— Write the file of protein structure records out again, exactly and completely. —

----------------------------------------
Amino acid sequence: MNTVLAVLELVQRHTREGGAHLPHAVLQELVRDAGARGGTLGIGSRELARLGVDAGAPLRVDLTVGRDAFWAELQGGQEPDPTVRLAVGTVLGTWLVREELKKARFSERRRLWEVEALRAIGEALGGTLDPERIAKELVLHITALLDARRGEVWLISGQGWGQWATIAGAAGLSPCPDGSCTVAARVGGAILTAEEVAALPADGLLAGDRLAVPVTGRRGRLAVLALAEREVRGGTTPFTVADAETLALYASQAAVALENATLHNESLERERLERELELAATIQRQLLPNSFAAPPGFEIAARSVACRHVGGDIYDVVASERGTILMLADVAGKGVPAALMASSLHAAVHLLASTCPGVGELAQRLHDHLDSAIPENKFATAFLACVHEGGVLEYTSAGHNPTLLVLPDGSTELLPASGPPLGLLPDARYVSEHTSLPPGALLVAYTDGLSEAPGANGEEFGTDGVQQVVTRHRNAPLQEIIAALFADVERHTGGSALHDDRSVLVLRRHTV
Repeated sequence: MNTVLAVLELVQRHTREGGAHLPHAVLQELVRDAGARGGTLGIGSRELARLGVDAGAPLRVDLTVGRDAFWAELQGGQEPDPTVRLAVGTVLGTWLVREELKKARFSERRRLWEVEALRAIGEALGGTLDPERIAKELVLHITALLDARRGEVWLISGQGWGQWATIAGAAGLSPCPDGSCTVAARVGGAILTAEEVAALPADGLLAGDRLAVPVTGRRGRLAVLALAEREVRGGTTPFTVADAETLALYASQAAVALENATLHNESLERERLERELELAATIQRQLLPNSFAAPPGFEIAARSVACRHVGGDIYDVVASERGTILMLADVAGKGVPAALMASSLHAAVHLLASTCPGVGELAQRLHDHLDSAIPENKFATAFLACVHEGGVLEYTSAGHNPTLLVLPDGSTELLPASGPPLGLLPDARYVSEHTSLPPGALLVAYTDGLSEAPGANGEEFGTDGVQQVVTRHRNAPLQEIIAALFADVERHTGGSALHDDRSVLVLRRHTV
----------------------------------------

Amino acid sequence: MNTVLAVLELVQRHTREGGAHLPHAVLQELVRDAGARGGTLGIGSRELARLGVDAGAPLRVDLTVGRDAFWAELQGGQEPDPTVRLAVGTVLGTWLVREELKKARFSERRRLWEVEALRAIGEALGGTLDPERIAKELVLHITALLDARRGEVWLISGQGWGQWATIAGAAGLSPCPDGSCTVAARVGGAILTAEEVAALPADGLLAGDRLAVPVTGRRGRLAVLALAEREVRGGTTPFTVADAETLALYASQAAVALENATLHNESLERERLERELELAATIQRQLLPNSFAAPPGFEIAARSVACRHVGGDIYDVVASERGTILMLADVAGKGVPAALMASSLHAAVHLLASTCPGVGELAQRLHDHLDSAIPENKFATAFLACVHEGGVLEYTSAGHNPTLLVLPDGSTELLPASGPPLGLLPDARYVSEHTSLPPGALLVAYTDGLSEAPGANGEEFGTDGVQQVVTRHRNAPLQEIIAALFADVERHTGGSALHDDRSVLVLRRHTV
Repeated sequence: MNTVLAVLELVQRHTREGGAHLPHAVLQELVRDAGARGGTLGIGSRELARLGVDAGAPLRVDLTVGRDAFWAELQGGQEPDPTVRLAVGTVLGTWLVREELKKARFSERRRLWEVEALRAIGEALGGTLDPERIAKELVLHITALLDARRGEVWLISGQGWGQWATIAGAAGLSPCPDGSCTVAARVGGAILTAEEVAALPADGLLAGDRLAVPVTGRRGRLAVLALAEREVRGGTTPFTVADAETLALYASQAAVALENATLHNESLERERLERELELAATIQRQLLPNSFAAPPGFEIAARSVACRHVGGDIYDVVASERGTILMLADVAGKGVPAALMASSLHAAVHLLASTCPGVGELAQRLHDHLDSAIPENKFATAFLACVHEGGVLEYTSAGHNPTLLVLPDGSTELLPASGPPLGLLPDARYVSEHTSLPPGALLVAYTDGLSEAPGANGEEFGTDGVQQVVTRHRNAPLQEIIAALFADVERHTGGSALHDDRSVLVLRRHTV